The deaf sometimes get disorientated. It has something to do with balance and vertigo. For example they can wake up in the middle of the night for a natural reason, and in the darkness they can't find the door. They grope around in the bedroom trying to recognise things by feel in the hope of getting their bearings, but all in vain. When the dear person you've wakened with all the noise you've made by blundering about, finally puts a light on, you're surprised to find that you are in front of the cupboard, with your back to the door you were intent on finding, and that the image of your reflection on the cupboard's full size door mirror reveals your abysmal, hopeless and ridiculous state.

It thus stands to reason that 'getting lost experiences' for such people, amount to nightmares. Deaf dreamers are the worst sufferers. They are the ones who can't find their cars in the multi-storied, multi-galleried car-parks. Believing they know where the right metro is, they are capable of walking miles in the wrong direction in New York City. Or, after managing to return by metro, confident they know how to get back to the apartment where they are the privileged guests, they get wretchedly lost and are obliged to walk the long blocks of Harlem on a tiresome 'gradual elimination of all possibilities' basis.

It was when, many years ago, I was despairingly lost in the then newly laid-out suburbs of Amsterdam that I had a serious car accident. I had just imported my immaculate, black, vintage 1953 Standard Eight from England. It was about three thirty in the morning after a modest drinking spree with friends, and apparently a vehicle came at projectile speed from the right and wrote off my poor car and very nearly poor me in the ruthless process. To add insult to injury, when after several weeks the ziekenhuis finally discharged me, I had to go to court where, all in Dutch, I was judged, found guilty and heavily fined for not having given the maniac priority, even though I must have been crawling along at a snail's pace, trying to figure out where in hell I was.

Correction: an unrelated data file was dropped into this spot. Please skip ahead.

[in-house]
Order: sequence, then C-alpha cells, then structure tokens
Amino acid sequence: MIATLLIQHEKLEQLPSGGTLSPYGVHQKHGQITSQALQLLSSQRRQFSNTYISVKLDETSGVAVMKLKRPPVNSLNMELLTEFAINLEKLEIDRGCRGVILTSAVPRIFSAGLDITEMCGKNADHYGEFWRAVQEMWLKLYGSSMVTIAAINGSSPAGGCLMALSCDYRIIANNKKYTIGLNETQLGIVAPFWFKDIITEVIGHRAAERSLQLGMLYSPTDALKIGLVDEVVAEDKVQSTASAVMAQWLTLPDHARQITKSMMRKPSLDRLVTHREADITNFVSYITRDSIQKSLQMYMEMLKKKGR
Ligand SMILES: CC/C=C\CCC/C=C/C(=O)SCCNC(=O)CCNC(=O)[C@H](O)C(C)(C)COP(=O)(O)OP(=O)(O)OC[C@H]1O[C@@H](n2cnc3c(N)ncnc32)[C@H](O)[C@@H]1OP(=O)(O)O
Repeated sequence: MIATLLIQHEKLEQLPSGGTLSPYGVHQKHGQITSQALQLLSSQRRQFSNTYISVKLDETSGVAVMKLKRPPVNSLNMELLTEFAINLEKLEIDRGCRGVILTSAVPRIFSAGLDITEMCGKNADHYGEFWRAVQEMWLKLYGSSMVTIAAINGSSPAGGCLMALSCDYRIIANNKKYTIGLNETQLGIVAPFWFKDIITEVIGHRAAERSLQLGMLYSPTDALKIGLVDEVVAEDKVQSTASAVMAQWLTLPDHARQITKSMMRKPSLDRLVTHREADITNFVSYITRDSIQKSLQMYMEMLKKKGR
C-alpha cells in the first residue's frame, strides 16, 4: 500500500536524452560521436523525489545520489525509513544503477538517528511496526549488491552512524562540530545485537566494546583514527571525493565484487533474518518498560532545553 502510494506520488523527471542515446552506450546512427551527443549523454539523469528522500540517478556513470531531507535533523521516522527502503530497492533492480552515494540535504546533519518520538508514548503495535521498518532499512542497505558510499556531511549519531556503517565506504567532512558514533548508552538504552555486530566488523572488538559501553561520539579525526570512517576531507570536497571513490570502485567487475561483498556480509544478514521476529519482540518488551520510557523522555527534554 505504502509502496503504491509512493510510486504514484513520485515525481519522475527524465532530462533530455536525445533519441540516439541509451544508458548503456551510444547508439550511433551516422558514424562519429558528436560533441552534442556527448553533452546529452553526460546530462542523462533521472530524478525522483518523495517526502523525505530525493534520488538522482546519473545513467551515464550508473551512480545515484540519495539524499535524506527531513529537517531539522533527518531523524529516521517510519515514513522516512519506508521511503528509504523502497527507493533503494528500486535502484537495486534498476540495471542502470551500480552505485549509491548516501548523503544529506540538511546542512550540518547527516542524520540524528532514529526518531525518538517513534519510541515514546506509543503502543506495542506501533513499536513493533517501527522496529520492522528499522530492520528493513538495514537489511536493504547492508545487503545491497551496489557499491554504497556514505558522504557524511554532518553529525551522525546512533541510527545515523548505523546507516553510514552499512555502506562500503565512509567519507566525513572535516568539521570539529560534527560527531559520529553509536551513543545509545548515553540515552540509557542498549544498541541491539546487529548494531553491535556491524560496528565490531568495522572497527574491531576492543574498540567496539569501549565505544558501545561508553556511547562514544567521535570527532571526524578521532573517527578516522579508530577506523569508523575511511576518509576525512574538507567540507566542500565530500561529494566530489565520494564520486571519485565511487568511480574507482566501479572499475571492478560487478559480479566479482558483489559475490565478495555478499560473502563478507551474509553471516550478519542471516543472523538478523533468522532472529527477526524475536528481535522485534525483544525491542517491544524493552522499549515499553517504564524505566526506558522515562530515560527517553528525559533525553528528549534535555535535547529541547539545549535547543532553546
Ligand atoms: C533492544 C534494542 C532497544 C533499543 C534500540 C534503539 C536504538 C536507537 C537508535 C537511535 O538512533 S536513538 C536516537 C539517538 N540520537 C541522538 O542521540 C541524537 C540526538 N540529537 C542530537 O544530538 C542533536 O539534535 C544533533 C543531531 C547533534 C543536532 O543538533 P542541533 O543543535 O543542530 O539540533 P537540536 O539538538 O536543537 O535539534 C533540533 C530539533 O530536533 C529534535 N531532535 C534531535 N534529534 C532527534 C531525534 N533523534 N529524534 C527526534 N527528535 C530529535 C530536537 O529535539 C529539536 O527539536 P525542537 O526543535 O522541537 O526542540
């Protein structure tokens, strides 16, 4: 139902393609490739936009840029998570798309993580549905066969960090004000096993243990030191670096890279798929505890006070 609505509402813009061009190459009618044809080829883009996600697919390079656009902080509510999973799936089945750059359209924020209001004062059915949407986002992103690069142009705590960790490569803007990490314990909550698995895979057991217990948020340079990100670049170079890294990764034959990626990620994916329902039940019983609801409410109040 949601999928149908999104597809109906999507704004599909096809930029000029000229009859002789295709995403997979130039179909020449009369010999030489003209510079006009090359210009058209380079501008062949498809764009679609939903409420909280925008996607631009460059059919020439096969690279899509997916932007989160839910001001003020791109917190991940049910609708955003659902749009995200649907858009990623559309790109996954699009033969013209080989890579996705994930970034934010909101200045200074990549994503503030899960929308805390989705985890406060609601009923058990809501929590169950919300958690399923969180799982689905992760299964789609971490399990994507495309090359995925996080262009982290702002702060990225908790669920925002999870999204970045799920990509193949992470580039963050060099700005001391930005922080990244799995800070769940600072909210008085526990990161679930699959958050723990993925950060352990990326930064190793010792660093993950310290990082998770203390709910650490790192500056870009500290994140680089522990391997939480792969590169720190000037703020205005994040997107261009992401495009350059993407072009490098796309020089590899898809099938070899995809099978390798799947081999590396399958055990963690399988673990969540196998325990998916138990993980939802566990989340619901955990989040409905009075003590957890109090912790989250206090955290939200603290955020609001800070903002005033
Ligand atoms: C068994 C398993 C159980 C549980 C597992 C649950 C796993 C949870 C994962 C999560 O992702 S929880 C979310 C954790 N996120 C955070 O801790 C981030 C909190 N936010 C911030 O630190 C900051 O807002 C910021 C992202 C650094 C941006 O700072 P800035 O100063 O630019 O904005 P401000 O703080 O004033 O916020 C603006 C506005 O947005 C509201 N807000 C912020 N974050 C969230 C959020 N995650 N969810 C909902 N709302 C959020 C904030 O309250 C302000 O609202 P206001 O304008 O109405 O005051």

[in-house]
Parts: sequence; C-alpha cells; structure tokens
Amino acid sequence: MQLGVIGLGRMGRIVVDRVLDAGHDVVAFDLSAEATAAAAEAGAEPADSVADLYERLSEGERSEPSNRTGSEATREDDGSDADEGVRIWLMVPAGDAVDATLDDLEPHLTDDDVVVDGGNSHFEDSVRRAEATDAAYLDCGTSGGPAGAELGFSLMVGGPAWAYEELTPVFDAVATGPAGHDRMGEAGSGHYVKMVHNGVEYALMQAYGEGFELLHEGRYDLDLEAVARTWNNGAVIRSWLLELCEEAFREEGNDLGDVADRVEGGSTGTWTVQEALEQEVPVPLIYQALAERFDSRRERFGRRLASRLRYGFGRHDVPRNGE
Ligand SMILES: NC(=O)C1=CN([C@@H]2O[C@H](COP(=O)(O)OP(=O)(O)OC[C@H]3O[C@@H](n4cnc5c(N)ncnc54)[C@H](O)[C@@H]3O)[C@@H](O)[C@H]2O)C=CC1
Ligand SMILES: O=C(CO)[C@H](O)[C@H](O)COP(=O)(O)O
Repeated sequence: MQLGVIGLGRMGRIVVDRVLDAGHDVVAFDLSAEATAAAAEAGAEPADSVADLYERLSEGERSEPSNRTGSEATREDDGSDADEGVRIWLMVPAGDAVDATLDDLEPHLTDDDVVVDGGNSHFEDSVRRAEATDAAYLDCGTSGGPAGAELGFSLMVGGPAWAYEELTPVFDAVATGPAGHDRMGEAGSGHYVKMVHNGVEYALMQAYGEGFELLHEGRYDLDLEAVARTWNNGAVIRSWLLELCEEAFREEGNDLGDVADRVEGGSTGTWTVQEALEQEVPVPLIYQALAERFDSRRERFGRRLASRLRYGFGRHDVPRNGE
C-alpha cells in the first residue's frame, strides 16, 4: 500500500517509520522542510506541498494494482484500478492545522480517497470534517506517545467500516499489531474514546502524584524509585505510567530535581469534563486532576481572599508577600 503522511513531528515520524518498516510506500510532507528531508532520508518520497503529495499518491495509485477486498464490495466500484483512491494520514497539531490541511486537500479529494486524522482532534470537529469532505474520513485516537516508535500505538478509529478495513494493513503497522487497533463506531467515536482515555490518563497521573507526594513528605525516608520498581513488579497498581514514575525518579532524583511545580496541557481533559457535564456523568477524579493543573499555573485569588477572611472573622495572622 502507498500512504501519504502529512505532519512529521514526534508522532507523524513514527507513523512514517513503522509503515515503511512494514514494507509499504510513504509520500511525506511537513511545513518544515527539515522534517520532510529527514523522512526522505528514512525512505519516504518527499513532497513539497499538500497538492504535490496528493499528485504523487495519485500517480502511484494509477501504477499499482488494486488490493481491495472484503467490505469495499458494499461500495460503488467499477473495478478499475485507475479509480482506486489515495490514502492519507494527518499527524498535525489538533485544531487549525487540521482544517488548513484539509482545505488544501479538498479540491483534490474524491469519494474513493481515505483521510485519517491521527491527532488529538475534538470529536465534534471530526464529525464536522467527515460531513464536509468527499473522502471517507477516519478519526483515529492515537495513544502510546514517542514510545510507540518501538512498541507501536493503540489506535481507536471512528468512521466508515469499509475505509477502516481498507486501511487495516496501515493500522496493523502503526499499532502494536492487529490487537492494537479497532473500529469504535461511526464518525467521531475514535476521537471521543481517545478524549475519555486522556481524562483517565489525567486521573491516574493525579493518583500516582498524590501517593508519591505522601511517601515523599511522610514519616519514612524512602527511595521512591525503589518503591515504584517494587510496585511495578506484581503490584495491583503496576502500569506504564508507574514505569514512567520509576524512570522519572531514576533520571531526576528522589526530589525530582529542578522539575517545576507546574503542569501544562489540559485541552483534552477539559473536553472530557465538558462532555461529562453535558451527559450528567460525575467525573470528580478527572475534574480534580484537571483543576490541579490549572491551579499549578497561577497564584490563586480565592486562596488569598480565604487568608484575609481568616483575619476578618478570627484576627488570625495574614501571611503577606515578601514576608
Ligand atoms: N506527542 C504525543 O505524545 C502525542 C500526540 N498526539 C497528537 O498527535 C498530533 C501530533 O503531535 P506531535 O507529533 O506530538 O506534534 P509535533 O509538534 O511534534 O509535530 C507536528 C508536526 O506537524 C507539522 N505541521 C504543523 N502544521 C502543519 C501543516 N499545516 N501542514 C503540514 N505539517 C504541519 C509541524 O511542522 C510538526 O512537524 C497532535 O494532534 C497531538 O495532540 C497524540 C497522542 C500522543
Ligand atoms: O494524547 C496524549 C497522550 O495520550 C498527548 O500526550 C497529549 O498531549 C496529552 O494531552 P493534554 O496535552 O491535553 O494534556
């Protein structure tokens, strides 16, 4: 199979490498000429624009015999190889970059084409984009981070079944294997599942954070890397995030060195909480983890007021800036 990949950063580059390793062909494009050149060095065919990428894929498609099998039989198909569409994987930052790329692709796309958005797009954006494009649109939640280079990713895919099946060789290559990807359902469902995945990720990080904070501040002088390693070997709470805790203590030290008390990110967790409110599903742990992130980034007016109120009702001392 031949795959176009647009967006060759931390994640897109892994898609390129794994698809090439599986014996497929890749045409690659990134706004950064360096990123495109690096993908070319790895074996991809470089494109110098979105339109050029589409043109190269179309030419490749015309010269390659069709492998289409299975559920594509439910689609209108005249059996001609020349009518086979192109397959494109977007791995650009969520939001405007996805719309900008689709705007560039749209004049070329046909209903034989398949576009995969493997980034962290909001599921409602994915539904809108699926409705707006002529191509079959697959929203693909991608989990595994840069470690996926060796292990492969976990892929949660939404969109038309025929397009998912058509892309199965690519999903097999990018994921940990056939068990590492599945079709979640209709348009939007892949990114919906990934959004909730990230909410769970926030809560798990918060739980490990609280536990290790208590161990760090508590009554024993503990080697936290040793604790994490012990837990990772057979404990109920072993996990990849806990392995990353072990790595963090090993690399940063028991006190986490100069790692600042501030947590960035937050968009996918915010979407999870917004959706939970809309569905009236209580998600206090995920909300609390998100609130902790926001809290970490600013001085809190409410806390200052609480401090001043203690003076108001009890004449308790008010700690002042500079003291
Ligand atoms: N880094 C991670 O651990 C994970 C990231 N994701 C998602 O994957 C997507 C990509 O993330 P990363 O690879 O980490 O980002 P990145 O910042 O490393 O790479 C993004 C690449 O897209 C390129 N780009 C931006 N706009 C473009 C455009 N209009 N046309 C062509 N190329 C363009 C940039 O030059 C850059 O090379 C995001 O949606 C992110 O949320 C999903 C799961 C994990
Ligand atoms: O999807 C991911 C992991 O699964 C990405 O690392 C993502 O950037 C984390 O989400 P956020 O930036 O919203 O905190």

Such a brutal, unexpected experience would tend to increase the nightmarish horror of getting lost. Consequently, when I have nightmares they more often that not plunge me into a variety of hopeless and miserable situations of utter disorientation.

To relate the most recent one as an example. It began in a very large, old house that in fact I know very well. So well that over several years of another chapter of my life, I did a great deal of work there contributing with love and dedication to keep the house from falling to wrack and ruin. I imagine that I also left a good deal of myself there in the process.

However, in my dream the house was in a terrible state. There were torrents of ghastly clods of bubbling yellowy grey muck or clay pouring down a front stair-case that in reality never existed. I half-heartedly tried to disengage where the turdish mire was accumulating at the foot of these lofty stairs, but this was ineffective because the house was slowly sinking backwards like the Titanic. The repulsive liquid mud or whatever, wasn't flowing away anywhere at all, it was constantly rising.

The owner of the house and former consort had her back to me as she too stood in the quagmire. She was in front of a large, old white sink situated half in the open and half inside, busy doing something as though she was oblivious to what was happening or not particularly bothered about it. I made a black-humoured remark which she quite rightly ignored, and then I left.